Who doesn’t get excited about the latest toys from Apple? We certainly do, but of course we look at everything from the personal privacy perspective. Apple seems to be missing a huge privacy fail after yesterday’s release of the Apple iPhone X: FaceID.
FaceID is touted to be the fastest and most futuristic way to unlock your phone without touching a button. However, this intricate system comprised of an infrared camera, “a11 bionic chip”, flood illumination and a dot projector are about to create a massive privacy invasion!
Consider how this new tool will be exploited by Snapchat and Facebook. They could literally grab a 3D image of your face from your shiny new iPhone and store a crisp 30,000 dot based scan. These scans (which are undoubtedly valuable) will then be sold to third party data brokers. And, because we know from history that data brokers and credit bureaus have shoddy security practices, imagine a data breach where your crisp 30,000 dot based facial image is available all over the internet.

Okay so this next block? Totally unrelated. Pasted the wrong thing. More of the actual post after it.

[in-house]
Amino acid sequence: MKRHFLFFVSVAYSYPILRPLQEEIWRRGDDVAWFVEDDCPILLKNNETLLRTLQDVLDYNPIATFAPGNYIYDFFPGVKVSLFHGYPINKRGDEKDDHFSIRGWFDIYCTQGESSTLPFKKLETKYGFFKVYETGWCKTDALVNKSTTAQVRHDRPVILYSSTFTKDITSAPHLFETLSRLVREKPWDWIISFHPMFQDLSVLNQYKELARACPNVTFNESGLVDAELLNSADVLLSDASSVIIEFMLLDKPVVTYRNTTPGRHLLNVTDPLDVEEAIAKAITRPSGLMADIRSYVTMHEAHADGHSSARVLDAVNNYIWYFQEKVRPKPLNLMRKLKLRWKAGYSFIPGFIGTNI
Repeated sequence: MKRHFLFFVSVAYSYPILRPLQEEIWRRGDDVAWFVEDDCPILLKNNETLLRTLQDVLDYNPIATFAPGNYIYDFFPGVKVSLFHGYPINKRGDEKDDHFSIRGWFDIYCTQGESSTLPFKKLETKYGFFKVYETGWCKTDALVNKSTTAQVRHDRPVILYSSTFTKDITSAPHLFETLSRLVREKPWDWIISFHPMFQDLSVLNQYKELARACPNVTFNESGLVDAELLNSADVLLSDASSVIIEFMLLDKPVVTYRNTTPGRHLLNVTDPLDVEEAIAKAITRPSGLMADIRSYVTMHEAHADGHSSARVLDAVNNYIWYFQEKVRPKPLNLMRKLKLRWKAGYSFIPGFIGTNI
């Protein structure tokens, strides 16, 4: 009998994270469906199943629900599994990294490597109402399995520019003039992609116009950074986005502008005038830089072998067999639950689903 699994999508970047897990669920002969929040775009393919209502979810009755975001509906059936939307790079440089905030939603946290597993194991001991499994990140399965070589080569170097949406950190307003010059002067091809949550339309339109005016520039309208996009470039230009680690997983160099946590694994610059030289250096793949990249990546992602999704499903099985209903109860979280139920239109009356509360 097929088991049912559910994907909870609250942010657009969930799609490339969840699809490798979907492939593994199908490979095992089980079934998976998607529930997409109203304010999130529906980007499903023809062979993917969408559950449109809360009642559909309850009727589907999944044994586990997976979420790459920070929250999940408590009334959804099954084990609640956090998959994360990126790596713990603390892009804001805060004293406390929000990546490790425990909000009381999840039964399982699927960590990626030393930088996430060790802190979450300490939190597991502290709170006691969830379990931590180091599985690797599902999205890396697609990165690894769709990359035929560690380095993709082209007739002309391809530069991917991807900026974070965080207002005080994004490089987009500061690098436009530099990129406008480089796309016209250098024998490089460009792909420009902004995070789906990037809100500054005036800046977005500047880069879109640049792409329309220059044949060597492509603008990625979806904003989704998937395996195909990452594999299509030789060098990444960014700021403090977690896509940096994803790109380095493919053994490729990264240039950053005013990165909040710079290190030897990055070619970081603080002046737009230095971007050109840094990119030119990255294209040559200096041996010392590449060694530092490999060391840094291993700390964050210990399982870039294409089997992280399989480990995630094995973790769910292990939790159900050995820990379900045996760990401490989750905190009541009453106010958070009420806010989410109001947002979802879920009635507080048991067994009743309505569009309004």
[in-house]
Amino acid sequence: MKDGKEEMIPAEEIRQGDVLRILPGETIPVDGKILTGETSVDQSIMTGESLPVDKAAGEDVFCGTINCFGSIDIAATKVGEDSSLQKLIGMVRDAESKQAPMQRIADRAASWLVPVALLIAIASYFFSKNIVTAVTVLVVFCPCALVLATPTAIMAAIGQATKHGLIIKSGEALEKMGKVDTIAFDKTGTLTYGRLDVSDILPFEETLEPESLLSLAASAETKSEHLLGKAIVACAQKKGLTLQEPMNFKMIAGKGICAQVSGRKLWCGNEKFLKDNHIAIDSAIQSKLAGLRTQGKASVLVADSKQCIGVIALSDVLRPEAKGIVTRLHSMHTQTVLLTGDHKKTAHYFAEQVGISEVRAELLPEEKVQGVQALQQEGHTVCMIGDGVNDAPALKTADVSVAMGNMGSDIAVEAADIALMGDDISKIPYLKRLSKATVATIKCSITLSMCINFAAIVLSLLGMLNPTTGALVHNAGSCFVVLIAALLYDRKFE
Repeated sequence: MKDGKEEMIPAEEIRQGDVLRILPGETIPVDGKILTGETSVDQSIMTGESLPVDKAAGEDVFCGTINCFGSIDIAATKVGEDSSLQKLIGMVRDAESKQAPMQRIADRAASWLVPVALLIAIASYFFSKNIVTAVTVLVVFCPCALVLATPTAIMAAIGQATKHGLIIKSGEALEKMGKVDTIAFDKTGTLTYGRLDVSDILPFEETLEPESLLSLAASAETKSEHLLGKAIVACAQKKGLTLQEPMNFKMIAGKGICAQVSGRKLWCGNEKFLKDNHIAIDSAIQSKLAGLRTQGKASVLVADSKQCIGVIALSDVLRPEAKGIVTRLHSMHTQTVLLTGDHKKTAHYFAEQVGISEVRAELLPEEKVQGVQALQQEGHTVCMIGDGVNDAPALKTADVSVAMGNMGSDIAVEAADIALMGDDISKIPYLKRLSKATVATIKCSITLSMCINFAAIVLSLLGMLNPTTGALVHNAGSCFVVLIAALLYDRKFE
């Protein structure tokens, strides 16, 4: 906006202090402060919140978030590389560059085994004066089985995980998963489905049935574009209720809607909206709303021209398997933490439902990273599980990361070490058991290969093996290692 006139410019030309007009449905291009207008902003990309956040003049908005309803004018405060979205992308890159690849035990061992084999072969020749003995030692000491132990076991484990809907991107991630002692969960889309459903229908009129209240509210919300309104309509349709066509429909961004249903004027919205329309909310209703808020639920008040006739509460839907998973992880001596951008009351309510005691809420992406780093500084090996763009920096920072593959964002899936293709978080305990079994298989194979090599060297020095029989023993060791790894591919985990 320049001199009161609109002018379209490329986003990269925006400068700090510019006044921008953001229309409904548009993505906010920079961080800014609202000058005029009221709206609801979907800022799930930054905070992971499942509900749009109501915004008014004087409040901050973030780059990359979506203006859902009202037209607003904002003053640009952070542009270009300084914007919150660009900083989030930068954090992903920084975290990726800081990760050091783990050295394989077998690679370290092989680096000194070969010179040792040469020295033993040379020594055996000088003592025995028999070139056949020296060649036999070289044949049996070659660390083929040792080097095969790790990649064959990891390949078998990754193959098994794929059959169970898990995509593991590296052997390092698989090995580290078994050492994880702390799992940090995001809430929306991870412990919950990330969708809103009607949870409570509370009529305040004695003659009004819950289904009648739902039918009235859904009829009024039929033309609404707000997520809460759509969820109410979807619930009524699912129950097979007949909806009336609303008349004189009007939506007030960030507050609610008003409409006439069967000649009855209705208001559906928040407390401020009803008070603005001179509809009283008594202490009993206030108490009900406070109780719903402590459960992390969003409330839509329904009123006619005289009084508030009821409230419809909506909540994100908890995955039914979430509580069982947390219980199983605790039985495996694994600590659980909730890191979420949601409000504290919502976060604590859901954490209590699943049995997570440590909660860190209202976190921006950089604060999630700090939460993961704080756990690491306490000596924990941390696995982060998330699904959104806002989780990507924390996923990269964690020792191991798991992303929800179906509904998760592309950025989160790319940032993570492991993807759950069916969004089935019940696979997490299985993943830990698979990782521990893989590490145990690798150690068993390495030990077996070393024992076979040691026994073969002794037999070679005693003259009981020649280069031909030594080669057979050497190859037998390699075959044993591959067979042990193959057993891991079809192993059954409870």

In another scenario, advertisers could use the hardware to determine your emotional reaction to the content shown to you in realtime. This would all happen without the user realizing it and would be an immensely valuable tool for retailers, advertisers, politicians and anyone else that wants to get inside your head. Remember, companies will go to any length to make a profit.
Journalists have written about concerns with police forcing an individual to unlock the phone with their face. There are concerns that the technology can predict sexual preferences and even spark mobile application racism. These are all serious concerns that require some pretty quick answers.
PrivacyMate advises you to stay away from the iPhone X until these issues can be researched further. For now, we must all agree it is one big #privacyfail.